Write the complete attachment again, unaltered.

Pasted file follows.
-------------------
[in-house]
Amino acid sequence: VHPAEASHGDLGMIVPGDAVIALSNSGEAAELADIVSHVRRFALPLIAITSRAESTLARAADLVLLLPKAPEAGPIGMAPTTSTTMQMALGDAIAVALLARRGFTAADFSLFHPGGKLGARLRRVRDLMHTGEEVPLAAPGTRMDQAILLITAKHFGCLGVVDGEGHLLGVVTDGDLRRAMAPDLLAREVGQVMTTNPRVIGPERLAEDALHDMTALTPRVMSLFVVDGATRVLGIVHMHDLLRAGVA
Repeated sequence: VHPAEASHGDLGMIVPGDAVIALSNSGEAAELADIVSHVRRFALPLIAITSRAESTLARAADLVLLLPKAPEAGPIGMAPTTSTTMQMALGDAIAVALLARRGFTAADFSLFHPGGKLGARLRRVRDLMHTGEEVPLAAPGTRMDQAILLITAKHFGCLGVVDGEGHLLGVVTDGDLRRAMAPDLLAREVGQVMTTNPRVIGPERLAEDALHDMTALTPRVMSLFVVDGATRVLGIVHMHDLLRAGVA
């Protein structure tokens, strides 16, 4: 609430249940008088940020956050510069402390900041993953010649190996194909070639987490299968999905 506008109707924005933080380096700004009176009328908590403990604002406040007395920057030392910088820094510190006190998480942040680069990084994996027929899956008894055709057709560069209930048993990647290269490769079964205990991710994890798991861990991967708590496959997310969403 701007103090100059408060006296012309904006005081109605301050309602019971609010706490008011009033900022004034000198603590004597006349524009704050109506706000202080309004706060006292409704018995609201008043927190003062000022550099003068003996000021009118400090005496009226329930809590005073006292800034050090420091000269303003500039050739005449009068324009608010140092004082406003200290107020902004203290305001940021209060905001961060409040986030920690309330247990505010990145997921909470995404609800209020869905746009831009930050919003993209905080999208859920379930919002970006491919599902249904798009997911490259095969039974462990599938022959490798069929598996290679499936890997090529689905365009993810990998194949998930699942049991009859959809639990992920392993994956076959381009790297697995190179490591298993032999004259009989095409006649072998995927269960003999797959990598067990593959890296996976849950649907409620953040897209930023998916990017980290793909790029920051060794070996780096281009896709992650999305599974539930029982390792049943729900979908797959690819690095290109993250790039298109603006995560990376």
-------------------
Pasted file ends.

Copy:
[in-house]
Amino acid sequence: VHPAEASHGDLGMIVPGDAVIALSNSGEAAELADIVSHVRRFALPLIAITSRAESTLARAADLVLLLPKAPEAGPIGMAPTTSTTMQMALGDAIAVALLARRGFTAADFSLFHPGGKLGARLRRVRDLMHTGEEVPLAAPGTRMDQAILLITAKHFGCLGVVDGEGHLLGVVTDGDLRRAMAPDLLAREVGQVMTTNPRVIGPERLAEDALHDMTALTPRVMSLFVVDGATRVLGIVHMHDLLRAGVA
Repeated sequence: VHPAEASHGDLGMIVPGDAVIALSNSGEAAELADIVSHVRRFALPLIAITSRAESTLARAADLVLLLPKAPEAGPIGMAPTTSTTMQMALGDAIAVALLARRGFTAADFSLFHPGGKLGARLRRVRDLMHTGEEVPLAAPGTRMDQAILLITAKHFGCLGVVDGEGHLLGVVTDGDLRRAMAPDLLAREVGQVMTTNPRVIGPERLAEDALHDMTALTPRVMSLFVVDGATRVLGIVHMHDLLRAGVA
């Protein structure tokens, strides 16, 4: 609430249940008088940020956050510069402390900041993953010649190996194909070639987490299968999905 506008109707924005933080380096700004009176009328908590403990604002406040007395920057030392910088820094510190006190998480942040680069990084994996027929899956008894055709057709560069209930048993990647290269490769079964205990991710994890798991861990991967708590496959997310969403 701007103090100059408060006296012309904006005081109605301050309602019971609010706490008011009033900022004034000198603590004597006349524009704050109506706000202080309004706060006292409704018995609201008043927190003062000022550099003068003996000021009118400090005496009226329930809590005073006292800034050090420091000269303003500039050739005449009068324009608010140092004082406003200290107020902004203290305001940021209060905001961060409040986030920690309330247990505010990145997921909470995404609800209020869905746009831009930050919003993209905080999208859920379930919002970006491919599902249904798009997911490259095969039974462990599938022959490798069929598996290679499936890997090529689905365009993810990998194949998930699942049991009859959809639990992920392993994956076959381009790297697995190179490591298993032999004259009989095409006649072998995927269960003999797959990598067990593959890296996976849950649907409620953040897209930023998916990017980290793909790029920051060794070996780096281009896709992650999305599974539930029982390792049943729900979908797959690819690095290109993250790039298109603006995560990376």